Bill C-7 does a disservice to all those who came before us

Dear Editor,

We have just finished commemorating 102 years since the signing of the armistice of 1918, and 75 years since the liberation of the Netherlands, in which Canadian forces played a critical role. Canada and its Allies were fighting against a murderous utilitarian ideology that only cared for people groups if they were convenient, able-bodied and useful. In the late 1930’s and early 1940’s the Nazi regime in Germany legally changed the laws of their country to permit euthanasia for certain groups, and later required it for others, particularly those with disabilities.

As documented by Robert J. Lifton in “The Nazi Doctors,” the early 20th century in Germany saw the emergence in medicine of the attitude that certain lives were not worth living, lebesunwertes Leben. This led to forced sterilizations and eventually to direct medical killing and later genocide, all under the supervision of the state and physicians. The medical establishment in Germany was co-opted and influenced to provide the final solution to those who were not desired. “At its heart is the transformation of the physician - of the medical enterprise itself - from healer to killer.” Unfortunately, “the overarching Nazi principle [the doctors] epitomized - the principle of killing to heal - has continued to reverberate” as “people can all too readily be socialized to killing (Lifton, 2017).” Canada and her Allies were right to oppose and fight against this horrendous evil. The sacrifice was incredible but the alternative unthinkable.

Out of the ashes of WWII arose the UN, the World Medical Association, the Geneva Convention, and the Universal Declaration of Human Rights, which says that everyone should have access to “medical care and necessary social services.” We know Canada is still lacking in this department. Furthermore, effective palliative care is available to less than 70% of the population. COVID has tragically exposed the shortcomings such that many do not have “the right to security in the event of unemployment, sickness, disability, widowhood, old age or other lack.” As documented in this December Macleans magazine, some are even considering euthanasia only because they cannot afford to live during COVID times. And just last week a senior in BC went through with euthanasia so as to avoid another lockdown. Should our response not be to offer better income support and other assistance in living rather than making assisted dying easier?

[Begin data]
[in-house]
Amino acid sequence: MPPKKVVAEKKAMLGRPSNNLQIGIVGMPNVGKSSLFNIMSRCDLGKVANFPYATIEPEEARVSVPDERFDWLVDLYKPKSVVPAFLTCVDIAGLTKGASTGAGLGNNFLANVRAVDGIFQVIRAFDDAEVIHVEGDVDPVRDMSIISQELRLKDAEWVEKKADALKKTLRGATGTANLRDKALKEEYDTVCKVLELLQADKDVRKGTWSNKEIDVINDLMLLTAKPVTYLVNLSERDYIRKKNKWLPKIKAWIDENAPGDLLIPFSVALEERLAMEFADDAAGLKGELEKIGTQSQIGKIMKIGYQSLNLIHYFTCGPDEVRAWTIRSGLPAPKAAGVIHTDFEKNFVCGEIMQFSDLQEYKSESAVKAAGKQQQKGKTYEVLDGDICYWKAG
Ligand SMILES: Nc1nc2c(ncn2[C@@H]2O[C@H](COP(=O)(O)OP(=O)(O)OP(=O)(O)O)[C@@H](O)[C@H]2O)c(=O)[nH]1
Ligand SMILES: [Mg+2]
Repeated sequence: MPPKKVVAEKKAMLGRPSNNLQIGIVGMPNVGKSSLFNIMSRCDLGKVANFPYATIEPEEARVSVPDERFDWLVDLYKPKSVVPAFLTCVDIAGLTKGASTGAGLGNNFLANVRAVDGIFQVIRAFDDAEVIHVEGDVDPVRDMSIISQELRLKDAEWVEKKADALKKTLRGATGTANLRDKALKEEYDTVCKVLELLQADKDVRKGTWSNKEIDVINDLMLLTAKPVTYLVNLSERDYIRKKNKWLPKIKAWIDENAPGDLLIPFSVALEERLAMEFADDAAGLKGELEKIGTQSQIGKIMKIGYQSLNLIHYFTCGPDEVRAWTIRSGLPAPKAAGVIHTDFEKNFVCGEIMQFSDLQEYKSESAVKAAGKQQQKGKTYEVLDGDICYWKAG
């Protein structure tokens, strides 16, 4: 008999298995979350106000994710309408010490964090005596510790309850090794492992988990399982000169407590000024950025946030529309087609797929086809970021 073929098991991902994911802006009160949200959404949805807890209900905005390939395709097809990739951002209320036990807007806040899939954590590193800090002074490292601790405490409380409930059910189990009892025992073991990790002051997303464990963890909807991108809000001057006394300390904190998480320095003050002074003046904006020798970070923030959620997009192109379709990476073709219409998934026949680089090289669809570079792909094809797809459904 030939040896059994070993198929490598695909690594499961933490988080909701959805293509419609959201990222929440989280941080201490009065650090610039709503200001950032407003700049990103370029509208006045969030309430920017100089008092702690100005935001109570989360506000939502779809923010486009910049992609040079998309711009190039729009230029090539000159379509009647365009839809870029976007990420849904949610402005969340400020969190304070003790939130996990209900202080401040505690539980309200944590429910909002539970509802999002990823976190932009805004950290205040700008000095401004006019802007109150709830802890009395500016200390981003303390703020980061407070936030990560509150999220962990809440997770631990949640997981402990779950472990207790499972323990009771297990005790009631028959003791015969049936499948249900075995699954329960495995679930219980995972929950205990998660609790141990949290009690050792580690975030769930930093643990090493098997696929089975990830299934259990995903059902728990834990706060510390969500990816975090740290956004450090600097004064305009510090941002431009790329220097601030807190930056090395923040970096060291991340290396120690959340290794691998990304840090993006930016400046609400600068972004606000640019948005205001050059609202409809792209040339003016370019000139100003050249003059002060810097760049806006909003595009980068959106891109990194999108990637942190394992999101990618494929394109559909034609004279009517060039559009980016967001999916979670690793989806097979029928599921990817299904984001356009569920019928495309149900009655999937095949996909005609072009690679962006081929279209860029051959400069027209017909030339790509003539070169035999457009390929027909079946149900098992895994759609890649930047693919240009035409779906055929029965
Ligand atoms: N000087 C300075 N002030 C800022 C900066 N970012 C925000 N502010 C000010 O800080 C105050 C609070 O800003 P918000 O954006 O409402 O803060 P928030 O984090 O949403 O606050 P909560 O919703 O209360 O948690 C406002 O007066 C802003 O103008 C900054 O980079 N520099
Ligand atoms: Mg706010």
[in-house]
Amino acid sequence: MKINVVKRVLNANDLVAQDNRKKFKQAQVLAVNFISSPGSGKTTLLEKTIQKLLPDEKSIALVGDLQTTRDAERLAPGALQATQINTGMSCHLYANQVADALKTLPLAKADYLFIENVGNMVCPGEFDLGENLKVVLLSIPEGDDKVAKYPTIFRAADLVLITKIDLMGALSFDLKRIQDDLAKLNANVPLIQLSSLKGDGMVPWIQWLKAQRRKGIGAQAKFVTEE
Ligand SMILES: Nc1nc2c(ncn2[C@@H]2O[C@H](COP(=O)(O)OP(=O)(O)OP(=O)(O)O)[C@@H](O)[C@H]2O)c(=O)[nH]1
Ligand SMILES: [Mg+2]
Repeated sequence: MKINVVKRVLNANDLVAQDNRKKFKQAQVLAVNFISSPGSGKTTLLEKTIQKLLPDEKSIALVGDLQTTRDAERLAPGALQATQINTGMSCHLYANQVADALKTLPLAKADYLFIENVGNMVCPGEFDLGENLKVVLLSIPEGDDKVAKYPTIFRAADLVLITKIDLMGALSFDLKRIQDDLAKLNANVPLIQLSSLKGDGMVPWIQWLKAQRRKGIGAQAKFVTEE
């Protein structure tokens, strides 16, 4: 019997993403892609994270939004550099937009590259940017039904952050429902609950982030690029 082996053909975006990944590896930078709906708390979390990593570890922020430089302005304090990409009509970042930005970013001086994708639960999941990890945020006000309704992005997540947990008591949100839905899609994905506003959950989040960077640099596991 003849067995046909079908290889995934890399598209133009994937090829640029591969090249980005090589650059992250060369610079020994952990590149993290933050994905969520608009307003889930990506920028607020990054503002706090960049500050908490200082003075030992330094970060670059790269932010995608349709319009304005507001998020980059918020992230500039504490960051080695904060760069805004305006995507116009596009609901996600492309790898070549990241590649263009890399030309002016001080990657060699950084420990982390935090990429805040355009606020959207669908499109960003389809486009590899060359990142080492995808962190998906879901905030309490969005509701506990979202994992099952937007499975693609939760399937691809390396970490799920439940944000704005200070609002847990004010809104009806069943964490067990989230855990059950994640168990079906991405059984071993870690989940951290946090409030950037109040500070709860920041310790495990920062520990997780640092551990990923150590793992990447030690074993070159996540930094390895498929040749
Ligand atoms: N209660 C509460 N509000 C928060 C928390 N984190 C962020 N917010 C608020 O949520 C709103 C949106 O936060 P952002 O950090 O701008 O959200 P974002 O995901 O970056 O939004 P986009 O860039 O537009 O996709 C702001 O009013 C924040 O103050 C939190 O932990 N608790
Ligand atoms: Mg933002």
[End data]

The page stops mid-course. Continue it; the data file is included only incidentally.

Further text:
Bill C-7, the proposed update to the medical assistance in dying (MAID) law, removes safeguards such as “reasonably foreseeable death” and the 10-day waiting period. It puts those who are vulnerable and disabled at increased risk of despair and wrongful death. The only aid that becomes readily available is aid to die. Rather, the focus and funding should be on promoting “the right to a standard of living adequate for the health and wellbeing” of all people regardless of age, gender, race, disability or ability.

Many Canadians lost their lives fighting against the Nazi regime that promoted euthanasia and assisted suicide. Seventy five years later, Canada is now primed to follow in Germany’s legal footsteps. Were the lives lost in WWII lost in vain?

Recently, the World Medical Association, which started after the horrors of WWII, released an updated declaration regarding euthanasia and physician assisted suicide: “The WMA reiterates its strong commitment to the principles of medical ethics and that utmost respect has to be maintained for human life. Therefore, the WMA is firmly opposed to euthanasia and physician-assisted suicide.”

The current MAID law has made Canada an outlier in the world medical community. Indeed, the Canadian Medical Association withdrew from the WMA to avoid it’s oversight. Bill C-7 accentuates this outlier status, giving us the most permissive euthanasia regime in the world. We expect our physicians to be healers. When the state and physicians are no longer dedicated to life, but participate in directly ending the lives of patients, the real victim is our society and country as we know it. Canada is no longer the true north, strong and free that so many gave their lives for sacrificially in feats of courage, valour and honour 75 years ago. With Bill C-7, Canada gives in to a mentality that judges whether another’s quality of life is good enough to receive suicide prevention or suicide assistance.

For health care professions to avoid falling completely into role conflation and deliberate wounding, and society implicitly deciding which lives are unworthy of life, the safeguards currently in place for MAID must remain and be reinforced. Conscience protections should be added for those who want no involvement with deliberate ending of patient lives. Any changes should require that patients not simply be informed of other options, but actually legitimately try them - in so doing, many lives could be saved. Palliative care needs to be strongly supported, but also recognized as completely distinct from MAID.

In short, Bill C-7 does a disservice to all those who came before us and fought for our freedoms. Bill C-7 should be re-written to truly support assisted living for all, and not just focus on assisted suicide for a few.

Dr Luke Savage

Three Hills, AB